When people think of the entertainment industry, and in particular the music industry, the first thing that usually comes to mind is the glitz and glamour, pop stars with unheard of fame and more money than they know what to do with. Yet, in spite of that reputation, the entertainment industry for the most part has always used marketing strategies that were just simply the worst to be found in any industry.
It usually worked by having a scout in the employ of the record label go out and frequent clubs where popular local acts would be performing, in the hopes that they would catch sight of up and coming talent that had yet to be discovered by anyone else.
Once an artist was discovered in this manner, the record label would offer them a contract and then work with them, trying to tweak their sound and image to fit what they saw as the current market trends. Once a corporate identity of sorts was established for the artist, the label would then spend outrageous amounts of money on marketing and promoting their album, in the hopes that it would appeal to the public and become a hit.
Of course, many great acts and performers have gotten their big break this way over the years. The system certainly works at least some of the time, and the fact that the record industry is still going strong is proof that when it does work, it tends to work rather well.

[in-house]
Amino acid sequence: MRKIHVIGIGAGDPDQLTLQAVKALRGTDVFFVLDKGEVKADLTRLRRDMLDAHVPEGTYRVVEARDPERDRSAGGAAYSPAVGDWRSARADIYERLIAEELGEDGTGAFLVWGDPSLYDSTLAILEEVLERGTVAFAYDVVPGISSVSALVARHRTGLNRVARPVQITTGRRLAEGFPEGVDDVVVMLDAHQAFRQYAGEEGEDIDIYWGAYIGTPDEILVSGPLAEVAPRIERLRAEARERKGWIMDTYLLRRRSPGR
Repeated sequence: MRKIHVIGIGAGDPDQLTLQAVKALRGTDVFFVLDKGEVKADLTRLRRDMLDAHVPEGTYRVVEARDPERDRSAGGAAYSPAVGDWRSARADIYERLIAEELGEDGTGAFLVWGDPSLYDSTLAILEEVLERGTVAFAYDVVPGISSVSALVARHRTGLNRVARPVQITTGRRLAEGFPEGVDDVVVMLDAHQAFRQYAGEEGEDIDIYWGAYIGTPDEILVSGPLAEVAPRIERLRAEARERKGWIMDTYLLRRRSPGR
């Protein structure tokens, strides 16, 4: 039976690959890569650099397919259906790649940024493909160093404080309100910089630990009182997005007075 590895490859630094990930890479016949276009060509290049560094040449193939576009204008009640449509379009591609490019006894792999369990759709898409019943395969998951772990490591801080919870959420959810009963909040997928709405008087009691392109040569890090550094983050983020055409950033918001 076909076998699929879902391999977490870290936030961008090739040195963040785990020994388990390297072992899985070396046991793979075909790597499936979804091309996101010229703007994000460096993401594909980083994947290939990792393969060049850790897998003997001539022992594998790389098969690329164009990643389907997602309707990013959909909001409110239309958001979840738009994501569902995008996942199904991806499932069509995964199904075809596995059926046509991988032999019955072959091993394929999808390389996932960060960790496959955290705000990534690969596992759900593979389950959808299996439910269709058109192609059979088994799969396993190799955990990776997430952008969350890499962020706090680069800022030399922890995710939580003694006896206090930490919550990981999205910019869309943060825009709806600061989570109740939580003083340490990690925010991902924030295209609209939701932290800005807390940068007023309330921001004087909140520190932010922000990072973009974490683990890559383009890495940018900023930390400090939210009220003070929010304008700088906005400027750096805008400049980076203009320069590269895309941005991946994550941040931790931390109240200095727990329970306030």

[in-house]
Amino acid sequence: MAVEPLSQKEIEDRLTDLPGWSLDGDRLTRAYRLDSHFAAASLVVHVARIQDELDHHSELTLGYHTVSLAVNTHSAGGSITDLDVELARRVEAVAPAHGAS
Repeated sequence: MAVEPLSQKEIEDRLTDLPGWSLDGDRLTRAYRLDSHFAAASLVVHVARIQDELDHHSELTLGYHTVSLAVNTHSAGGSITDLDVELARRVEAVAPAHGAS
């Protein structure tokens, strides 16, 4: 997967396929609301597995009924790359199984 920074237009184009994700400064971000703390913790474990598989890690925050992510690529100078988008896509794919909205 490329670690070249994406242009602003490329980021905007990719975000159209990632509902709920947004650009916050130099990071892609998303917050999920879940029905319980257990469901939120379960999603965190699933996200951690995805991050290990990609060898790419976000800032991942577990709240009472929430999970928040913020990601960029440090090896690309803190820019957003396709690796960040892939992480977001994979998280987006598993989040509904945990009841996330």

Still, with such an approach, it’s just as likely that the label’s investments would be sunk into an act that just never goes anywhere and doesn’t generate a profit. In other words, there was vast room for improvement.
Enter the reality television boom of the late 1990s, and its most identifiable breakout success: American Idol.
American Idol is not just a successful television show (although it is that), it’s a total revolution in the way that entertainment marketing is done. You see, like all smart entrepreneurs, the folks behind American Idol have done a complete 180 and made their market research an integral part of their product. Using a wildly popular television show that offers the promise of fame and riches, they bring potential acts to them instead of seeking them out, and then weed through them until a batch of qualified performers are selected for a final showdown.
Each week, one person is eliminated on the television broadcast, based on the number of votes that they receive from the viewers who call in to show their support. This approach is genius in two ways: first, it gives the record labels the opportunity to test the waters with an artist to see if they have the public appeal it takes to succeed without the need to invest much of their own capital upfront, and secondly, they actually make money by doing this, because they charge people to cast their votes and also profit from sponsorship of the television broadcast.
Rarely has there been a more innovative and redefining marketing move than the one put forth by American Idol. There’s no reason to let them reap all the rewards, though. Their success can be yours as well, if you’re willing to use a little creativity to apply the ‘market-first’ concept of product development to your own business.
[tags] american, idol, american idol, marketing, pete williams, pete, williams, preneur, marketing [/tags]